The Key To Success Of Ultrasonic Welding Of Automotive Assemblies
Ultrasonic welding is widely used in the automotive industry. Applications range from interior components (side door trim, center console) to engine compartment components (cylinder head cover, engine covers), to lighting, filters and acoustic foams. Welders can be operated immediately without heat-up time. Cycle times are short, and energy consumption is low.
For the process to be effective, the weld tool, called a horn or sonotrode, mustbe designed to fit the shape of the part while vibrating effectively. This is particularly true in the automotive industry, where material mixes and asymmetrical shapes can make it tricky to weld plastic parts.
All joining technologies reach their limits when different or difficult materials have to be bonded, especially if the parts have asymmetrical shapes. With hot plate welding, for example, this challenge could result in uneven temperature distribution. Some areas might become too hot and produce threads; other areas might remain cold and will not bond homogeneously. With vibration welding, additional plastic is needed in the joint area. As a result, a large amount of molten material is produced during welding. This material could get pushed out of the joint, creating an unsightly bond line.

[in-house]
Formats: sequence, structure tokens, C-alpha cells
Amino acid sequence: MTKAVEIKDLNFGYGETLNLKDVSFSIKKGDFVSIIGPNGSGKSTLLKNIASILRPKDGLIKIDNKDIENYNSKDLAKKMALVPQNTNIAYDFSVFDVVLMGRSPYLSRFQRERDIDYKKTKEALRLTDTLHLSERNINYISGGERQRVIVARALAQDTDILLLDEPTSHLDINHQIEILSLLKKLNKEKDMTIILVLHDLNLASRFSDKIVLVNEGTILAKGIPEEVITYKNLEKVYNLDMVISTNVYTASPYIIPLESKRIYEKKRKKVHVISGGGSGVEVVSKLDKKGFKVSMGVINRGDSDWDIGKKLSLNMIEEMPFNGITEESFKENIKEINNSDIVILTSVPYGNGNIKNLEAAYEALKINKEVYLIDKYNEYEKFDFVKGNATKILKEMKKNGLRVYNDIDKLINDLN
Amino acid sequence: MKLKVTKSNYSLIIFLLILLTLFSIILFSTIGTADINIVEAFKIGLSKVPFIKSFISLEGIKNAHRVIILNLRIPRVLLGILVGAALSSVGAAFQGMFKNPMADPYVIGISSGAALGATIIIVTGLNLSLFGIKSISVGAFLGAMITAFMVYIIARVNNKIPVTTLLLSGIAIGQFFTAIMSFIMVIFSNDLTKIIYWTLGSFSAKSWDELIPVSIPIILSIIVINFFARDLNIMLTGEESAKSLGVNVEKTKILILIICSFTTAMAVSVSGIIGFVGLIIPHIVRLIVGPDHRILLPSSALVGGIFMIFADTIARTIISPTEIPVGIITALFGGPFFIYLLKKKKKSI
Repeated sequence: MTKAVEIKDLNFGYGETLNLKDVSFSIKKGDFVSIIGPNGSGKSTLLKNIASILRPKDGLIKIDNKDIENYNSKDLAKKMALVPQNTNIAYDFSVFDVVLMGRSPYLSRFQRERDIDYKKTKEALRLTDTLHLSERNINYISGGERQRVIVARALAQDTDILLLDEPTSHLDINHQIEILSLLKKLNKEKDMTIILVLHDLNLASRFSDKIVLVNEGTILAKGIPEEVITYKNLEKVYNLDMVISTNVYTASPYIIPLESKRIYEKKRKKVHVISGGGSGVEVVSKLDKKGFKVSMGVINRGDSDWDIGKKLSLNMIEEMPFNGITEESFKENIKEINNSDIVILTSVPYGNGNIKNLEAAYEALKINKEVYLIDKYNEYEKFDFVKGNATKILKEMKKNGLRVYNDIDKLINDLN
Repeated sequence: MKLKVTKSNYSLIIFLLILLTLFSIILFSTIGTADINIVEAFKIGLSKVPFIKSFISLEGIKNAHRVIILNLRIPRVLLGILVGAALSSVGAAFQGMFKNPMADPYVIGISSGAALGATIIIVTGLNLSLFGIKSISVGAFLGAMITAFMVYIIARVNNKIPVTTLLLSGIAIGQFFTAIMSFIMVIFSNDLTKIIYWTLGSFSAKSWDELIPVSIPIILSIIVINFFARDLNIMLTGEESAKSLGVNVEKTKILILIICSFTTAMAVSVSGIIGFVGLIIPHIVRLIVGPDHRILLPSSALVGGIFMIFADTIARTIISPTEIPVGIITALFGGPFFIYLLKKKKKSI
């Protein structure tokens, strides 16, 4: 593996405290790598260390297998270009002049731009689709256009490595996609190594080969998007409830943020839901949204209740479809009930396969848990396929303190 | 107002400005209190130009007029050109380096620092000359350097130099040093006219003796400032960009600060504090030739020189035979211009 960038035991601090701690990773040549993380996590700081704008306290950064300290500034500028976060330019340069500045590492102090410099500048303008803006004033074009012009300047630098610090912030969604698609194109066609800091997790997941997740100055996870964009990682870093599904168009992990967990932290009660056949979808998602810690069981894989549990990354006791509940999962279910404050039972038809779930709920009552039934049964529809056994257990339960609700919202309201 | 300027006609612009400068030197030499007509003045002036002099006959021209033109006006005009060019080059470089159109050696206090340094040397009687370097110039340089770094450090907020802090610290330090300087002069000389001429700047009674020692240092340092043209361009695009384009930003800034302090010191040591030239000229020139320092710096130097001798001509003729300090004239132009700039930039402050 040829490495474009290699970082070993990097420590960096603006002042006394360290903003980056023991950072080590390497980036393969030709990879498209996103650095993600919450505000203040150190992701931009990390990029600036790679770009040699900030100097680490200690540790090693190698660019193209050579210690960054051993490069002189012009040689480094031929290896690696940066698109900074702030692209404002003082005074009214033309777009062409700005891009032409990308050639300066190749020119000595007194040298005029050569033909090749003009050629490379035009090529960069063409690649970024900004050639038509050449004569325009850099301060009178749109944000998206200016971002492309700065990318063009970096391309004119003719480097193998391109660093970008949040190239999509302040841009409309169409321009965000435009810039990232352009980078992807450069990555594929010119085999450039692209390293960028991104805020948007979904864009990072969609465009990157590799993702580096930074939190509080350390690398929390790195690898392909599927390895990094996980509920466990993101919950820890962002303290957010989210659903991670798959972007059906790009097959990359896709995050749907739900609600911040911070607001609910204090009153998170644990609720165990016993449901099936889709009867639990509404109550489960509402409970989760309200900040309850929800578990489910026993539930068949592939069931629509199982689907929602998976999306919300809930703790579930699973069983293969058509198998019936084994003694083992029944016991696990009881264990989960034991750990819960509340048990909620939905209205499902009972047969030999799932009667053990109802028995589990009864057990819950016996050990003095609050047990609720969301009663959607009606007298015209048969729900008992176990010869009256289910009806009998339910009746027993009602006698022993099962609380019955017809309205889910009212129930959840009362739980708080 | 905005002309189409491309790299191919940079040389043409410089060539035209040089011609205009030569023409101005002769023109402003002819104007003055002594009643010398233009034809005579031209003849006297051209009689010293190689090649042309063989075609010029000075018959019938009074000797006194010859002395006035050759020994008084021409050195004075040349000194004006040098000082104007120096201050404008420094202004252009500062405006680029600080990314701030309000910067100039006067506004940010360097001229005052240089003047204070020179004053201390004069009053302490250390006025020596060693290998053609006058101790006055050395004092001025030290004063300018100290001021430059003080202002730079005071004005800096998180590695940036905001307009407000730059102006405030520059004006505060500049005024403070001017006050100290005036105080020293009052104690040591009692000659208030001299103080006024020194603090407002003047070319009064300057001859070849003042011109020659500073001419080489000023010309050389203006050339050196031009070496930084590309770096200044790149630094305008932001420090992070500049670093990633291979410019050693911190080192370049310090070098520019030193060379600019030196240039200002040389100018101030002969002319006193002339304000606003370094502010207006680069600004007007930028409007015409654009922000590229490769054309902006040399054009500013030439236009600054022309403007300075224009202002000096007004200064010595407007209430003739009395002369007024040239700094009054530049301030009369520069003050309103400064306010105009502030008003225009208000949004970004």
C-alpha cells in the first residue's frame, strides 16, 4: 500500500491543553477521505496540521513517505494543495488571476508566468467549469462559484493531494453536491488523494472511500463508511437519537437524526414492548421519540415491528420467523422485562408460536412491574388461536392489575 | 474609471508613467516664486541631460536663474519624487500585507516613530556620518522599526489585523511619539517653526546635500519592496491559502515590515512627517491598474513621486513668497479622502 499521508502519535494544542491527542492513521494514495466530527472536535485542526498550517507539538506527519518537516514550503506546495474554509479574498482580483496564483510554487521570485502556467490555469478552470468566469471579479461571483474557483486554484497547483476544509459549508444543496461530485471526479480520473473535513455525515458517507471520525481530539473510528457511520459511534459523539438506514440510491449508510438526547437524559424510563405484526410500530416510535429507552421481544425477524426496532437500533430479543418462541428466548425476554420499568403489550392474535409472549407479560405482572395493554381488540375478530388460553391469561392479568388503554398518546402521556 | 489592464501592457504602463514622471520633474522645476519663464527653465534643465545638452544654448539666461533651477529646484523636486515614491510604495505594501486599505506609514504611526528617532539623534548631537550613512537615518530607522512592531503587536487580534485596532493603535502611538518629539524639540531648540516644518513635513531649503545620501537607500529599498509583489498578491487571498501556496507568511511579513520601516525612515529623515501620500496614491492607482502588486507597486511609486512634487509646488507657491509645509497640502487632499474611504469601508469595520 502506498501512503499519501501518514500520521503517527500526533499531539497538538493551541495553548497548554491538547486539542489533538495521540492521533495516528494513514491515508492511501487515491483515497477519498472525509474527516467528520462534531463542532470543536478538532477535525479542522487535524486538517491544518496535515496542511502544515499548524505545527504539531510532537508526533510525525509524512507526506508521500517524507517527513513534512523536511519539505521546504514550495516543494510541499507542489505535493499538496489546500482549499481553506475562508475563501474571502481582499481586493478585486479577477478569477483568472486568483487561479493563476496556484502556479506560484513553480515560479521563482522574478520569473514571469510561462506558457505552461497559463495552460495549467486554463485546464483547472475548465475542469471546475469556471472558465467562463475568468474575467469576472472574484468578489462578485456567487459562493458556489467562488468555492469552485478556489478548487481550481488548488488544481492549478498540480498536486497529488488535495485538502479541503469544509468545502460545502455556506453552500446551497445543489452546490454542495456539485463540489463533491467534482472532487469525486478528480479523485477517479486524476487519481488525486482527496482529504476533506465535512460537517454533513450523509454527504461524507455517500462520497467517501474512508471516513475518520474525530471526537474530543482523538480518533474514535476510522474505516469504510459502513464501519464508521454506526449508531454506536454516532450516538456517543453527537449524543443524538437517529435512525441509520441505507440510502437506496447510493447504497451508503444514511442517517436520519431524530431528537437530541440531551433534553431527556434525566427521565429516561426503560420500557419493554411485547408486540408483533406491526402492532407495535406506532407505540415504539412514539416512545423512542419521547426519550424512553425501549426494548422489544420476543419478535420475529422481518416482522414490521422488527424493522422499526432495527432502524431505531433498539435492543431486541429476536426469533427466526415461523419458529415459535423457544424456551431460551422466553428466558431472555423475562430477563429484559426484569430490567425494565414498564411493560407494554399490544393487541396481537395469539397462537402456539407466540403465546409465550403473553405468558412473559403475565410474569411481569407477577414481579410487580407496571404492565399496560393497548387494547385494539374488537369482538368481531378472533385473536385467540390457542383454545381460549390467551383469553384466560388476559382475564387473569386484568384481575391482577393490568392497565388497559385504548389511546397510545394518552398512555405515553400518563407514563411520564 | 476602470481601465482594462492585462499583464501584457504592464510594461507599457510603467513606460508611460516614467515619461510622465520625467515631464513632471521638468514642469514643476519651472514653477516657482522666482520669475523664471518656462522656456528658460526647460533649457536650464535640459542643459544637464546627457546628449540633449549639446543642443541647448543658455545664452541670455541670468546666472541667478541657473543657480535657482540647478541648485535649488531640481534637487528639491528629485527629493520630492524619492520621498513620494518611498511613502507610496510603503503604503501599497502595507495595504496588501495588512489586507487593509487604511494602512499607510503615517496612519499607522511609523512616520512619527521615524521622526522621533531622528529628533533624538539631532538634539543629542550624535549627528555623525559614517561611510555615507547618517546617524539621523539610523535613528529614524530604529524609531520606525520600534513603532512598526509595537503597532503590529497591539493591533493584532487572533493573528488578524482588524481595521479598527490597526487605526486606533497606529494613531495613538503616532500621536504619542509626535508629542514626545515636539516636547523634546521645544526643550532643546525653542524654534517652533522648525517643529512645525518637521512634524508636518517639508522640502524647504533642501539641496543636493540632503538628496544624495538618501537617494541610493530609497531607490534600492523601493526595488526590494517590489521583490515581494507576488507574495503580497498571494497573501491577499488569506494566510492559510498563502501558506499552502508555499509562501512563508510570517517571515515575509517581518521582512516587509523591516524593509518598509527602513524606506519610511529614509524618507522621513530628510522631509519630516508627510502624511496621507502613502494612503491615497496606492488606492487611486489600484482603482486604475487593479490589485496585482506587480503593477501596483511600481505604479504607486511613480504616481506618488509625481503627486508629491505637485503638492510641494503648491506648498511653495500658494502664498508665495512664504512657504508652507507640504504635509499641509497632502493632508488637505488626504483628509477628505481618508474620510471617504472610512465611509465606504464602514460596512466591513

Ultrasonic welding is also subject to such physical limitations when joining complex 3D-shaped parts. However, if the sonotrode is correctly dimensioned through the use of finite element analysis (FEA),
Ultrasonic welding offers numerous advantages:
Uneven asymmetrical geometries can be welded.
Delicate component surfaces stay mark-free.
Short weld cycles between 100 and 300 milliseconds.
Targeted energy input protects sensitive electronic elements.
Different types of material can be welded or bonded by embedding.
Smaller machine footprint compared to other joining processes.